Government 'preparing for worst' amid coldest winter predictions
Transport minister Derek Mckay said they would 'prepare for the worst but of course hope for the best'.
Transport minister Derek Mackay has confirmed he is preparing for the worst amid predictions of the coldest winter for 50 years.
There will be a record 205 snow ploughs and salt spreaders available following the acquisition of 57 new gritters and a "healthy supply" of salt, he told MSPs.
Offenders may also be ordered to clear snow and help keep communities moving, he said.
Rail operators have procured new snow and ice clearing machines, and airports have bought snow clearing equipment, runway sweepers, de-icers and improved forecasting equipment.
Ferry masters will retain the final say on whether it is safe to travel but operators will keep commuters informed of disruptions, he said.
At Holyrood, Labour MSP David Stewart said: "I read a press headline today which said 'coldest winter for 50 years to bring months of heavy snow to the United Kingdom'.
"The article went on to reference the 1962/63 winter which saw rivers freeze across Scotland.
"This may be overstating the prediction from the Met Office for the winter, but I think there is very real fears that Scotland faces fuel shortages as road and transport networks grind to a halt.
"What emergency contingency plans are in place if the dire warnings predicted by the press come to fruition?"
Mr MacKay said: "We can prepare as best we can for the winter episodes but we can't accurately predict what will happen.
"It could be a range of weather incidents, be it snow, wind, rain, flood, whatever that may be. So, the answer to the question is we prepare for the worst but of course hope for the best."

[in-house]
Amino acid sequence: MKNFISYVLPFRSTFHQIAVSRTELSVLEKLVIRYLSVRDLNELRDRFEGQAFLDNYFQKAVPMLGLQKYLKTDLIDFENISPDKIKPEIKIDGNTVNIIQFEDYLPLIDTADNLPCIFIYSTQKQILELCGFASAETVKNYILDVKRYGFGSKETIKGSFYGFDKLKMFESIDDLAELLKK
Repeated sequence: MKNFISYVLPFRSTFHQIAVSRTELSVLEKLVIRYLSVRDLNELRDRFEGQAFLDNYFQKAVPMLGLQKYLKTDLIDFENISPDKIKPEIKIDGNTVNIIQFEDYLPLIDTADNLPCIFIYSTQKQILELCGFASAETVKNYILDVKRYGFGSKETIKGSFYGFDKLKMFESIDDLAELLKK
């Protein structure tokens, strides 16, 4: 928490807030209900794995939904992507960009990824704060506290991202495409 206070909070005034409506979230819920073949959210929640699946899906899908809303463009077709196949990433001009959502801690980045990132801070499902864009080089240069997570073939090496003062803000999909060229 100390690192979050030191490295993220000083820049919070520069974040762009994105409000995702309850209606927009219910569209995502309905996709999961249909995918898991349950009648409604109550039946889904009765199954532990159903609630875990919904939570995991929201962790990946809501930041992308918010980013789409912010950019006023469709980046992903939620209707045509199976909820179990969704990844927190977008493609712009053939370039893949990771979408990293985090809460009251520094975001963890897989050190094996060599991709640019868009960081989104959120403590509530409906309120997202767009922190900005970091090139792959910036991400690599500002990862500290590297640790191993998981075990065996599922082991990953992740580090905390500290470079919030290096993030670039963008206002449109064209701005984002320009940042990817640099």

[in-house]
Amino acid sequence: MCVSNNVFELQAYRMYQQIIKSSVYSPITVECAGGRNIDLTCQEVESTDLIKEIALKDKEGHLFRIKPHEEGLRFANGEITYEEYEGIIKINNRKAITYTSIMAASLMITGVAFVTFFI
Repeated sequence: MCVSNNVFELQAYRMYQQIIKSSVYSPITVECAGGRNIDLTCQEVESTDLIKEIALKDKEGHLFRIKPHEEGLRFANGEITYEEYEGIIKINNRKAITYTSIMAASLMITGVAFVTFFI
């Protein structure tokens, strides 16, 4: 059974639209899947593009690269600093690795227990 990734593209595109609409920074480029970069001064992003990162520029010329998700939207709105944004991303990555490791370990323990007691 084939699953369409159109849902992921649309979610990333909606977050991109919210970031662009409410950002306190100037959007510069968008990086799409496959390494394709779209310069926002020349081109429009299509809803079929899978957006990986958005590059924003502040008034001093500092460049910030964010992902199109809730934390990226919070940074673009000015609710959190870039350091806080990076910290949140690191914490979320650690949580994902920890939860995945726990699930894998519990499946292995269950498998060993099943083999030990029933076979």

He said a record number of people are using government information services, with more than 100,000 users now following the Traffic Scotland Twitter feed.
Former transport minister Stewart Stevenson - who resigned amid criticism over government communications during the severe winter of 2010/11 - urged Mr Mackay to maintain the use of "traditional methods" of phones, text messaging and FM radio as well as social media to communicate weather risks.
Mr Mackay said: "I suspect Stewart Stevenson probably invented them, which is why I am more than happy to look into that."
Conservative MSP Alex Johnstone said: "I have some sympathy for the minister, as the challenge of Scotland's transport minister versus Scotland's winter weather is one that assumes the proportions of Canute trying to order the tide back."
Mr Mackay said: "Mr Johnstone asked me if I believed things are totally resolved and prepared for. We can do our best, I can't guarantee there won't be incidents, but, yes, I believe the actions have been undertaken."
SNP MSP Stuart McMillan asked if people issued with community service orders will be called upon to help keep communities moving.
Mr Mackay said: "It is a matter for local authorities, but of course the Scottish Government is sympathetic to councils deploying people in this way."
STV weatherman Sean Batty said it was difficult to give specifics about seasonal forecasting, and urged Scots to be prepared for whatever weather comes.
He said: "Seasonal forecasting is very different to day to day forecasts, where we can give specific details about wind, rain and temperature. In long range forecasting we look at possible drivers for the coming season, and try to determine what sort of general conditions they might bring.
"As it stands we’re watching a growing El Nino, which could become record breaking in the Pacific, lower than normal sea surface temperatures in the North Atlantic and upper air patterns.
"Putting all the ingredients together, our leaning is towards a stormier milder start to winter, followed by a more settled colder period from January. Even if winter does start off generally mild, there is still likely to be brief cold incursions with a risk of some snow.
"Don’t get caught up in the hype of what sort of winter we’re going to have, because no one can give you specifics no matter what they claim.
"My advice is always be prepared for all eventualities as we move into the winter months. Over the last several years we’ve experienced everything from violent and devastating wind storms in the milder winters, to severe cold and disruptive conditions in the colder winters."